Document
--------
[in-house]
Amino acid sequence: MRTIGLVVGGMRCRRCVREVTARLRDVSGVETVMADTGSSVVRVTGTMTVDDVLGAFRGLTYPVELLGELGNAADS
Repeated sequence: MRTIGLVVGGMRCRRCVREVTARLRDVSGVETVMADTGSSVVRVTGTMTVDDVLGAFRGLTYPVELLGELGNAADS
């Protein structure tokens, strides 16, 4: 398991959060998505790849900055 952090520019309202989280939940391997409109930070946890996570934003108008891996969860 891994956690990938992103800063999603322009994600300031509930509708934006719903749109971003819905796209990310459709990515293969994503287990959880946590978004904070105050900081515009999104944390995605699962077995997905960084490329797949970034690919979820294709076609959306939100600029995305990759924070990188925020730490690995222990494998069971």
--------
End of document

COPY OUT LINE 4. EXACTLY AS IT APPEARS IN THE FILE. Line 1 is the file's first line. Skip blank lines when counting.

């Protein structure tokens, strides 16, 4: 398991959060998505790849900055 952090520019309202989280939940391997409109930070946890996570934003108008891996969860 891994956690990938992103800063999603322009994600300031509930509708934006719903749109971003819905796209990310459709990515293969994503287990959880946590978004904070105050900081515009999104944390995605699962077995997905960084490329797949970034690919979820294709076609959306939100600029995305990759924070990188925020730490690995222990494998069971």